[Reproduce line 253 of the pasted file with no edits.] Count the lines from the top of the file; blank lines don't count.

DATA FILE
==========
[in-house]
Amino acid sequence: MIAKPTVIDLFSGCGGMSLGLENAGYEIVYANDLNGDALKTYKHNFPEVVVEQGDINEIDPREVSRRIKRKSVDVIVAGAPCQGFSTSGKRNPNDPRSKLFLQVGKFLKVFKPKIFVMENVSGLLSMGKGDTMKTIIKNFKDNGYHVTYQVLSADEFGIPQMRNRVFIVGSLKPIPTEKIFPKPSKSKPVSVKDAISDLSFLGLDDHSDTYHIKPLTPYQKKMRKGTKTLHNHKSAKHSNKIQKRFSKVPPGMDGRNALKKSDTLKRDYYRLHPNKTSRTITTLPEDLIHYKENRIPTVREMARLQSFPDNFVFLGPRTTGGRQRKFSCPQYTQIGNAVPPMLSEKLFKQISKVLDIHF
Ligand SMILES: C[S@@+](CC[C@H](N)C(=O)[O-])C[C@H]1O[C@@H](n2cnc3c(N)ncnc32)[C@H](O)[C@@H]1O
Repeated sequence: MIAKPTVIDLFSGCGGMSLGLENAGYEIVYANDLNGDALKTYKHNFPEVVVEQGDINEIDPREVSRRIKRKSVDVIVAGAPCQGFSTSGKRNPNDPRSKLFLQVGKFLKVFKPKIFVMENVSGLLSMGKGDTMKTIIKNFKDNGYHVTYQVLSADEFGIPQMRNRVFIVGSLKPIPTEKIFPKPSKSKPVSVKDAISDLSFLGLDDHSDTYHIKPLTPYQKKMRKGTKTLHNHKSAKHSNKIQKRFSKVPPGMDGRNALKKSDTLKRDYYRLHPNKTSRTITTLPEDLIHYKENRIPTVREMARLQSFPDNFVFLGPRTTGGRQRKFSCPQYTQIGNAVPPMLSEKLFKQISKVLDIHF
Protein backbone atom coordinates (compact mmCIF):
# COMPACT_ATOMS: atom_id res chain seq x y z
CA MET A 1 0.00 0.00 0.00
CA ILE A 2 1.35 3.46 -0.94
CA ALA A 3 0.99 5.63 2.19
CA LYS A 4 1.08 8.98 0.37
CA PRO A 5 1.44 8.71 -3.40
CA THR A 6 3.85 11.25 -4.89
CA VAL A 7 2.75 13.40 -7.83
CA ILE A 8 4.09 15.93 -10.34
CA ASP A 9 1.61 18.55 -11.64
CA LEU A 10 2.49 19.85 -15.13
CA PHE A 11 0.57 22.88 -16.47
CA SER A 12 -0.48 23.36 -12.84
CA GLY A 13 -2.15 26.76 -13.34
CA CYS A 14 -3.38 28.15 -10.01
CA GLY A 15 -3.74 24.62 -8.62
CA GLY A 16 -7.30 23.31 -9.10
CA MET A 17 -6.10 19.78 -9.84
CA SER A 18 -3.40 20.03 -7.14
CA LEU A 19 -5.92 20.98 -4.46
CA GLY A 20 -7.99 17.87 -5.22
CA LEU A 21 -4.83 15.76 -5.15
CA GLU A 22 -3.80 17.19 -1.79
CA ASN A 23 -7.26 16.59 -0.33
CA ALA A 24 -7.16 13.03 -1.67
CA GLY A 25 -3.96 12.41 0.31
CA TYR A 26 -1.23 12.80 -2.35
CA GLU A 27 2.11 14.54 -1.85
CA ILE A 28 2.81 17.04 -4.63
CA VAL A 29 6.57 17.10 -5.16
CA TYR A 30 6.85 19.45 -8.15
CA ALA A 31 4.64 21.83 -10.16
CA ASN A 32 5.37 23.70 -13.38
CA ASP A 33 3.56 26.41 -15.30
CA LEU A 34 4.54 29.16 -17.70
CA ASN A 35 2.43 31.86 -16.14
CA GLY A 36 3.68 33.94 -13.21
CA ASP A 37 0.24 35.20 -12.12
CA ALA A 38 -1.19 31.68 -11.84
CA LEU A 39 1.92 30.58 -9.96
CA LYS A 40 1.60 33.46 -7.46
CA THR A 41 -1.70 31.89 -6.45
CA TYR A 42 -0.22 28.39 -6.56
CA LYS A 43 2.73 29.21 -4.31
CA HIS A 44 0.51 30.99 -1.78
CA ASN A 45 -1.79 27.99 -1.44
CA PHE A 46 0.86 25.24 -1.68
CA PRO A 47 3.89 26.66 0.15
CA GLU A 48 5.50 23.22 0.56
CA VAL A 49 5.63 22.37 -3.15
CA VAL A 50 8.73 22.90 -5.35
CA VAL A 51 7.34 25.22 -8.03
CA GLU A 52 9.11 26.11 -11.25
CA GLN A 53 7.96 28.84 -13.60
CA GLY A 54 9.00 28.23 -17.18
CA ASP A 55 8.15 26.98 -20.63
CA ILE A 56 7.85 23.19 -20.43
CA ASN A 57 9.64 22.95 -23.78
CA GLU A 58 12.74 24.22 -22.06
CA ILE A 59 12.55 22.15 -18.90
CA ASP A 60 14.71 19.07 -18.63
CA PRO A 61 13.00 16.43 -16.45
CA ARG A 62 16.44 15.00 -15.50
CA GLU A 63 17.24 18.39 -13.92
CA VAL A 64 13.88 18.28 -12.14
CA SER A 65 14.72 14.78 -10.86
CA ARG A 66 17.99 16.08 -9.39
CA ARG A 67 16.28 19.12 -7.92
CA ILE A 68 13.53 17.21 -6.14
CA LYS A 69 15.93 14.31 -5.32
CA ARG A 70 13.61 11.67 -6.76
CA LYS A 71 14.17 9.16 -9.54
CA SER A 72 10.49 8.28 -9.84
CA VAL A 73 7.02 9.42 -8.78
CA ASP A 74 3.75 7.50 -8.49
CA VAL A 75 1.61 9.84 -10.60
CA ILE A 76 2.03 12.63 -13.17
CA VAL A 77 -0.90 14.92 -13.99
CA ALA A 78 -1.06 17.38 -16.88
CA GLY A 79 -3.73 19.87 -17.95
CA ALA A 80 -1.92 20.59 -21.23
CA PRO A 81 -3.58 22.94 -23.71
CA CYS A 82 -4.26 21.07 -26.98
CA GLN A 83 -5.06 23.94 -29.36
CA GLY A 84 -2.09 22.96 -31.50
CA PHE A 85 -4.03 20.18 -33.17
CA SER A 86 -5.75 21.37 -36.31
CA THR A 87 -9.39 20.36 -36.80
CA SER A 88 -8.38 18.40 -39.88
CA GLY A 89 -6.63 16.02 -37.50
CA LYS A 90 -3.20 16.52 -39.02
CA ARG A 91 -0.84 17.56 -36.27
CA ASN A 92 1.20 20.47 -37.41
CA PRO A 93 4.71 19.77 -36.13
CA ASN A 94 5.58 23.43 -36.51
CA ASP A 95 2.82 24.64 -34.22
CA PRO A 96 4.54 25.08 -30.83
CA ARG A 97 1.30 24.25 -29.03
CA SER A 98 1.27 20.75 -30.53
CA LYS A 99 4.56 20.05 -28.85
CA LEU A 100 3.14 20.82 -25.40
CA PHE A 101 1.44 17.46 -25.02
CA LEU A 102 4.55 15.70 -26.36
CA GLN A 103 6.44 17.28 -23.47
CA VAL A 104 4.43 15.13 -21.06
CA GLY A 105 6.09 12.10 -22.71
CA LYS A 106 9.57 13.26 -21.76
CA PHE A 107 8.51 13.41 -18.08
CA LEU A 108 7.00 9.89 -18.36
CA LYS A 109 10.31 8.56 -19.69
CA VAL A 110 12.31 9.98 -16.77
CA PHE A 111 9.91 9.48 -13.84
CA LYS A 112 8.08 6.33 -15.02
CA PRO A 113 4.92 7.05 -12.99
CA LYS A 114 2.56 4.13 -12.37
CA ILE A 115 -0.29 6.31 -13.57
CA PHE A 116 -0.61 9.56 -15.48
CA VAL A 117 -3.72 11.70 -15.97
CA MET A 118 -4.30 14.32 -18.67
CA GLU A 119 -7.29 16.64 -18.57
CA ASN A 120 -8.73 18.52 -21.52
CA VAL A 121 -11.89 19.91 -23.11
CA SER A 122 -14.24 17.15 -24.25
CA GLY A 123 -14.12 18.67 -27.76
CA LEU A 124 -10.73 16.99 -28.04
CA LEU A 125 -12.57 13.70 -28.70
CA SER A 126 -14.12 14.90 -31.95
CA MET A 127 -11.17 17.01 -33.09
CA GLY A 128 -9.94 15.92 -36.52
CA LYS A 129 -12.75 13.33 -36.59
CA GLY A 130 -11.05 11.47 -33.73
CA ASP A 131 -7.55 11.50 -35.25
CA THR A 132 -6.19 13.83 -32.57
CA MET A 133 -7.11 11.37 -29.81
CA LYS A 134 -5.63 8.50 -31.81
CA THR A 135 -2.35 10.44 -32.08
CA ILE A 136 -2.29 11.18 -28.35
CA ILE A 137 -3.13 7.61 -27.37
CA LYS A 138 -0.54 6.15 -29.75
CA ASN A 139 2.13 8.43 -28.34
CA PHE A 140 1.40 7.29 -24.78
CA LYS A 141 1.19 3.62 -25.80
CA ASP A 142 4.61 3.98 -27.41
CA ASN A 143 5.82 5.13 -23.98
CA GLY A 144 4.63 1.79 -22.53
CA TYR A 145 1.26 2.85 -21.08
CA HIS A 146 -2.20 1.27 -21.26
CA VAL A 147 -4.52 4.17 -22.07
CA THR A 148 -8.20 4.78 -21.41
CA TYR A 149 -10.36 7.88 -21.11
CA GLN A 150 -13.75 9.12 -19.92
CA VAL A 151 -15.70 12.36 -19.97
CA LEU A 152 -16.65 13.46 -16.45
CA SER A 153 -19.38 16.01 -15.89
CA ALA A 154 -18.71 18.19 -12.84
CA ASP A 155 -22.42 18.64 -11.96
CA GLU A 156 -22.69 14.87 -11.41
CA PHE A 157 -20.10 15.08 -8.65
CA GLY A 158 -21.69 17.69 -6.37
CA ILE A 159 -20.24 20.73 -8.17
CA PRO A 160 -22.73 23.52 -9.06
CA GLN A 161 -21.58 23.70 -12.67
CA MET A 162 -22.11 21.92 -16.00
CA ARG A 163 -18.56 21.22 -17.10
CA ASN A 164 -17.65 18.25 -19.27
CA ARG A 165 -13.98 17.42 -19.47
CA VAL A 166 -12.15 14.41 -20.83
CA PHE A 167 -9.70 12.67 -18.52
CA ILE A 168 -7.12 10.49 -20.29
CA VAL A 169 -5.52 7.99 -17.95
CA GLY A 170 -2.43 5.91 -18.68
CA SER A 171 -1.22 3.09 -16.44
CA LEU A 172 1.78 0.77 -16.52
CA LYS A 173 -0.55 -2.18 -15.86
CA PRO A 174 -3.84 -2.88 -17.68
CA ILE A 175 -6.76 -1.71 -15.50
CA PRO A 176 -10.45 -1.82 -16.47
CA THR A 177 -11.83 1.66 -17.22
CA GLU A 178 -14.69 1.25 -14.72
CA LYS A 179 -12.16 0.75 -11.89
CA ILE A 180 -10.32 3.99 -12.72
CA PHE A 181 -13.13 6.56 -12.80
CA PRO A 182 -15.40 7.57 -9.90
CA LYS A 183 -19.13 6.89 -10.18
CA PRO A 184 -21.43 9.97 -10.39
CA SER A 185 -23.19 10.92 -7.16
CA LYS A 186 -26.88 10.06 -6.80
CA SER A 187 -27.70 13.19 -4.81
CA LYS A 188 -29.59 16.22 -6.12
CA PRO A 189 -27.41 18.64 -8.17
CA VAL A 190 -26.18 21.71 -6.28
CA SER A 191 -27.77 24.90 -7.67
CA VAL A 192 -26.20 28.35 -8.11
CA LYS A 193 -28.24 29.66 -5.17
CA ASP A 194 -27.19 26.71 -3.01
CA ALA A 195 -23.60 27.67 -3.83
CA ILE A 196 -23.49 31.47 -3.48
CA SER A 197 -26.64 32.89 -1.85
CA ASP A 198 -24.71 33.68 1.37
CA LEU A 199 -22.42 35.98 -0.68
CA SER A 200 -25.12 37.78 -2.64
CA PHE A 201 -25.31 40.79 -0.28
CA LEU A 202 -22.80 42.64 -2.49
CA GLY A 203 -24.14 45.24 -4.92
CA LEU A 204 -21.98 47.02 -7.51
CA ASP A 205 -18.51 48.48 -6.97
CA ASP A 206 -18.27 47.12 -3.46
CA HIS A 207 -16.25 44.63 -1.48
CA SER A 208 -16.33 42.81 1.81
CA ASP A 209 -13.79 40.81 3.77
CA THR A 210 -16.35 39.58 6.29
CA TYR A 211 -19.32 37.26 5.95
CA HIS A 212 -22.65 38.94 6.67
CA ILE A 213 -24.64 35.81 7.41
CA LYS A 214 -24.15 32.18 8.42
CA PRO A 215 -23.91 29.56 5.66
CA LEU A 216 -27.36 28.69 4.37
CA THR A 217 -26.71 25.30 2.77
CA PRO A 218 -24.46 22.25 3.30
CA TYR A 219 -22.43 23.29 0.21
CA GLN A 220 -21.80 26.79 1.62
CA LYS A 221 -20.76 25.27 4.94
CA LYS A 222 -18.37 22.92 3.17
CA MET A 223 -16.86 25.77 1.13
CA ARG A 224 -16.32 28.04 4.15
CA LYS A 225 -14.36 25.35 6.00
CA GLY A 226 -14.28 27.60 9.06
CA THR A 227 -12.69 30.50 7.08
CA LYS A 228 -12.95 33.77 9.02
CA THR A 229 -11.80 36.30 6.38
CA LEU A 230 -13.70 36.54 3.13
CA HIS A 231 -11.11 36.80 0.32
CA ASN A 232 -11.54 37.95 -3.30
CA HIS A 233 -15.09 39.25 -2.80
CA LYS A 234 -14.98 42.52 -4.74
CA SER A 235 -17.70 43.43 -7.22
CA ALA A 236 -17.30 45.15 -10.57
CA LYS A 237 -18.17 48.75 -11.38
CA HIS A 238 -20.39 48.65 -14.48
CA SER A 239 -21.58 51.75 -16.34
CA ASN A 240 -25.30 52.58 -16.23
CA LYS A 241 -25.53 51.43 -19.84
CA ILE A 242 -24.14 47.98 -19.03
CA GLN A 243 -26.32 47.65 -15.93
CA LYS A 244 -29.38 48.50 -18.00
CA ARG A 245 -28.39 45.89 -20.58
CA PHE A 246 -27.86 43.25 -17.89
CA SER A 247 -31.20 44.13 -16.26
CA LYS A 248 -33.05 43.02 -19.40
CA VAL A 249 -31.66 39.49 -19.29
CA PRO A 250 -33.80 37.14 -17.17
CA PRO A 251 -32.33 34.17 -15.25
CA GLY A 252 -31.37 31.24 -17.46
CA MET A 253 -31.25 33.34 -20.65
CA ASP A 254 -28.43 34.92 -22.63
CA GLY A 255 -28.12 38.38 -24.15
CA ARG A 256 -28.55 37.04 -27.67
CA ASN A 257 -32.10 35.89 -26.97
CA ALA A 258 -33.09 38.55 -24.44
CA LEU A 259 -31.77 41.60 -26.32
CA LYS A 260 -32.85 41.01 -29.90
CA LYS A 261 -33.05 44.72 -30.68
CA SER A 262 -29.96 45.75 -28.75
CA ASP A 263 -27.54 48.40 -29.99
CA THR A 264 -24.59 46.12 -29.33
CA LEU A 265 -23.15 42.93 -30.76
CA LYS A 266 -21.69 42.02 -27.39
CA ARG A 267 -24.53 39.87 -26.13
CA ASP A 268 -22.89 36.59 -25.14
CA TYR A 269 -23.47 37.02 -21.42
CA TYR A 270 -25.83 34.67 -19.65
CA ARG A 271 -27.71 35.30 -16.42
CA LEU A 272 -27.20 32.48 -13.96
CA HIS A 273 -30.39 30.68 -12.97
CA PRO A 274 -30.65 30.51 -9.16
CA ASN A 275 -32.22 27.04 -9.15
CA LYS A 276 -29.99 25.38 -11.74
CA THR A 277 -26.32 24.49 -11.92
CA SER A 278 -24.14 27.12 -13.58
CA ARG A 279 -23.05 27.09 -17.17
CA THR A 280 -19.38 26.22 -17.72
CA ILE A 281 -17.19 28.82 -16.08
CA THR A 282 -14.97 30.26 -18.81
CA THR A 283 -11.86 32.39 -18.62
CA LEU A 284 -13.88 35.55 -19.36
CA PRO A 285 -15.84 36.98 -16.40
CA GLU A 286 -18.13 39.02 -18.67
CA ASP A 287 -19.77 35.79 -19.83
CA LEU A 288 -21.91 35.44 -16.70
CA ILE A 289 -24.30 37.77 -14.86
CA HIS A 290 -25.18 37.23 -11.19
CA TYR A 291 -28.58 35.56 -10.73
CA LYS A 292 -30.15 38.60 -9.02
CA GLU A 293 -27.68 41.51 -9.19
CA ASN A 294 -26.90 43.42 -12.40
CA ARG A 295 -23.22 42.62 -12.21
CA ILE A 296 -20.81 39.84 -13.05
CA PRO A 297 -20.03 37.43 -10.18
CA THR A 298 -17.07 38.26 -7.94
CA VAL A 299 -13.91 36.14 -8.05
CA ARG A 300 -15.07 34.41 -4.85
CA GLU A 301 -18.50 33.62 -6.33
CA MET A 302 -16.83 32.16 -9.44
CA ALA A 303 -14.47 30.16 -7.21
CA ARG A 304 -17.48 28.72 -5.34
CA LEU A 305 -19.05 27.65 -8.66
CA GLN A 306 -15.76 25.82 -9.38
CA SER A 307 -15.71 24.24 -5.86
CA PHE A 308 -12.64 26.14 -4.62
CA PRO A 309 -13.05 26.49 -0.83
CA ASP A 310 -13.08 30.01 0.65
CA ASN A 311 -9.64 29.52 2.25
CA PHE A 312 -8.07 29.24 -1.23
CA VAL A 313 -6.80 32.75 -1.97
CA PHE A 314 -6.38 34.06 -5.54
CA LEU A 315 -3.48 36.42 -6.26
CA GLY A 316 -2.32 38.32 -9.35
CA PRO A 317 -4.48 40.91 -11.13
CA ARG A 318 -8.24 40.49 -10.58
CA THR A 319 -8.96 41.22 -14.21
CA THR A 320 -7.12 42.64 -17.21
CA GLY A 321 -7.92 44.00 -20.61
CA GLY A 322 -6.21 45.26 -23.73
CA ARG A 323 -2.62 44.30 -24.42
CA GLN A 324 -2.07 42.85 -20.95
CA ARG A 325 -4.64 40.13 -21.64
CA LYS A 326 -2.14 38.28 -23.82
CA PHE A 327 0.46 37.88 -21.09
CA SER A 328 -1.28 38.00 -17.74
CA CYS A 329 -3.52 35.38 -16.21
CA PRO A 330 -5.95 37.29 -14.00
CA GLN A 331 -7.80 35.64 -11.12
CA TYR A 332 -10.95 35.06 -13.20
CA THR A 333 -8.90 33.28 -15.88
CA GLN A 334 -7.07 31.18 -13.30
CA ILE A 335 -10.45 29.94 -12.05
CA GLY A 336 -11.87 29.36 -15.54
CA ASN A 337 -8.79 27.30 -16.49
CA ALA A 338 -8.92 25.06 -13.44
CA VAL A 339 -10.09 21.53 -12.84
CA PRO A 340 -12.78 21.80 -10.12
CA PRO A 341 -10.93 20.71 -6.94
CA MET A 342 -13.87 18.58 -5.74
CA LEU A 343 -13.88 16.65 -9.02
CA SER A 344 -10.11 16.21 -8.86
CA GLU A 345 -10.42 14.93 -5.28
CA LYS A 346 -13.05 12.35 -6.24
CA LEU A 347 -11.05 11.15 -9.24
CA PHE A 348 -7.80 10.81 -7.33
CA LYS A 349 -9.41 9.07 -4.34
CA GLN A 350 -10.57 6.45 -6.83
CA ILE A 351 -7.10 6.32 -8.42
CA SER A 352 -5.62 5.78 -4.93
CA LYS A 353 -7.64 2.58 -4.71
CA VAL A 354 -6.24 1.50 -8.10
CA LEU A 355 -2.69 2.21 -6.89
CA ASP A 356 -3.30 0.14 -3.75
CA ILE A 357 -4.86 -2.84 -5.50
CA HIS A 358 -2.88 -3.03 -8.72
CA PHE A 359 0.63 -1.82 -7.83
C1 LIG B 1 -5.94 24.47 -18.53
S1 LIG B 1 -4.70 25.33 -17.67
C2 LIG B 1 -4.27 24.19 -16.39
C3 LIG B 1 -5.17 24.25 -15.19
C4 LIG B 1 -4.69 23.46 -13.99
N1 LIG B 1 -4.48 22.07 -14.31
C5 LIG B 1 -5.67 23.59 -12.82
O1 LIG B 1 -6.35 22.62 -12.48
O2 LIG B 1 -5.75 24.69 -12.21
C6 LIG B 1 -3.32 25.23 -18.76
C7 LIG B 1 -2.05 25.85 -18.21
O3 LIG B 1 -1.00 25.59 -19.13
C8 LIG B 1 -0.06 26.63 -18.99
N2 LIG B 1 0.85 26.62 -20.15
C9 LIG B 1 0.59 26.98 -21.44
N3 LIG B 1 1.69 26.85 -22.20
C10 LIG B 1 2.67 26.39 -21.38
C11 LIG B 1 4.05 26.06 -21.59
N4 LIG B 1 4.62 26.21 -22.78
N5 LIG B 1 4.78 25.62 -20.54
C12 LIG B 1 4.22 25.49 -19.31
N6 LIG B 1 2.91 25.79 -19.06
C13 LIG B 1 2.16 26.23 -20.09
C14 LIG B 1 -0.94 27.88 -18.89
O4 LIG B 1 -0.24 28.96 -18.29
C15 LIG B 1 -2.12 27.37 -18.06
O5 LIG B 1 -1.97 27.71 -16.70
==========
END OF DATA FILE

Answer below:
CA SER A 247 -31.20 44.13 -16.26